CoinTelegraph recently reported that Bitcoin recently surpassed a key milestone: the world’s leading cryptocurrency has achieved a realized market capitalization of $100 billion USD.
To put that number in perspective: if Bitcoin were a corporation, it would rank among the top 100 biggest companies in the world by market capitalization.
A metric derived from Bitcoin’s realized market capitalization indicates that an extended bull run may be on the horizon. Let’s take a closer look.
Measuring the value of the Bitcoin network
Market capitalization– a metric typically applied to companies that issue securities– provides a rough estimate of how much a cryptocurrency is worth.
According to CoinMarketCap, there were 17,898,200 Bitcoins in circulation last Tuesday and Bitcoin was selling for $10,342.35. If you were to multiply those numbers, you would arrive at this market capitalization figure: $185,109,363,444.
A more accurate metric
Simply multiplying the number of Bitcoins in circulation by its price doesn’t take into account lost Bitcoins. Since there is no way to sell a lost Bitcoin, they inflate the real value of the currency.
In 2017, research firm Chainalysis estimated that anywhere from 17% to 23% of all Bitcoins are gone for good. Adding those lost coins to the Bitcoin’s market capitalization value is like saying that you still have $100 in your pocket even though you know that you lost $20 of it somewhere.
Since including the value of missing Bitcoins distorts the currency’s collective worth, valuing the currency requires a different type of value measurement standard. That’s where realized market capitalization– a metric developed by research firm Coinmetrics— comes in.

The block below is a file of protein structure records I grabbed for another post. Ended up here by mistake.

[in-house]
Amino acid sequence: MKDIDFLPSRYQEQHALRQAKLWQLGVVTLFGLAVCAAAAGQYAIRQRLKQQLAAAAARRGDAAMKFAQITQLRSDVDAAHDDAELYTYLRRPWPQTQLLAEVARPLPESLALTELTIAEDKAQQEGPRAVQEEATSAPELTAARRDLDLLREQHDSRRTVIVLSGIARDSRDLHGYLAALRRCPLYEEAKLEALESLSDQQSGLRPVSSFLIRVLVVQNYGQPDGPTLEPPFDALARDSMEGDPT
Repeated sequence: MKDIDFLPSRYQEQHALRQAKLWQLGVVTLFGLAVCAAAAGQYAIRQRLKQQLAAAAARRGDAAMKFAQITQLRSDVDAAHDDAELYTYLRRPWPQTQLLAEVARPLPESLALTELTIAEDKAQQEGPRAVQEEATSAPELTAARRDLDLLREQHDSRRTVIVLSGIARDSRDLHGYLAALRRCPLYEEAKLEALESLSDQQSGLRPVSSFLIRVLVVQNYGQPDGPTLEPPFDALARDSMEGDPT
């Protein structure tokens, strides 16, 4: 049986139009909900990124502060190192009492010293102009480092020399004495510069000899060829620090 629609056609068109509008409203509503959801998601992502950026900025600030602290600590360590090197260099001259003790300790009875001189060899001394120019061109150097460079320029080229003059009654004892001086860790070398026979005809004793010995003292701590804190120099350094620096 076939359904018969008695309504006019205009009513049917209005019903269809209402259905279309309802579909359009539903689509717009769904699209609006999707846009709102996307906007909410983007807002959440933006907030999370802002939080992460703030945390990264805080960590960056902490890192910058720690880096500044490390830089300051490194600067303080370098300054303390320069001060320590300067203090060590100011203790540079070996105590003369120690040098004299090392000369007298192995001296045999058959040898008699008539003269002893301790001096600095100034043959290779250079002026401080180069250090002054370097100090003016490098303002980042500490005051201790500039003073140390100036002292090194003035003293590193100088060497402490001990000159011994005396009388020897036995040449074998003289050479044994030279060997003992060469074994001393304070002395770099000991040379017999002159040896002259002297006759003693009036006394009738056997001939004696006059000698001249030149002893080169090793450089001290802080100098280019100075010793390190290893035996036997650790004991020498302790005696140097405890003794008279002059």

Since realized market capitalization accounts for lost coins, it provides a more accurate picture of Bitcoin’s value. You can get the specific details about how realized market capitalization compensates for lost coins here.
This ratio often predicts when Bitcoin price swings are about to happen
MVRV is a metric that compares the ratio of Bitcoin’s market capitalization to its realized capitalization. To calculate MVRV, all you have to do is divide Bitcoin’s market capitalization by its realized market capitalization.
For whatever reason, MVRV is remarkably consistent.
If you compare Bitcoin’s MVRV with its price history, you can see that buying Bitcoin when its MVRV drops below one and then selling as MVRV approaches three seems to be a reliable long-term trading strategy.
Now let’s zoom in and take a closer look at what’s been happening more recently. Bitcoin prices have dipped a bit, but so has Bitcoin’s MVRV. If the MVRV drops below one and historical trends play out again, it could be a very good time to buy, provided that history repeats itself.
Any type of Bitcoin valuation system is only theoretical
Even though realized market cap may be a more accurate system for determining Bitcoin’s current value compared to standard market cap, it’s worth pointing out that both methods are completely theoretical.
According to Aaron Brown, former managing director and head of financial markets research at AQR Capital Management, roughly 40 percent of Bitcoin is held by just 1,000 users.
If even one of these Bitcoin whales cashed out on an exchange, Bitcoin prices would tumble dramatically. Since there’s no way to predict the behavior of the top 1,000 Bitcoin holders, Bitcoin is far more unpredictable compared to other types of securities.
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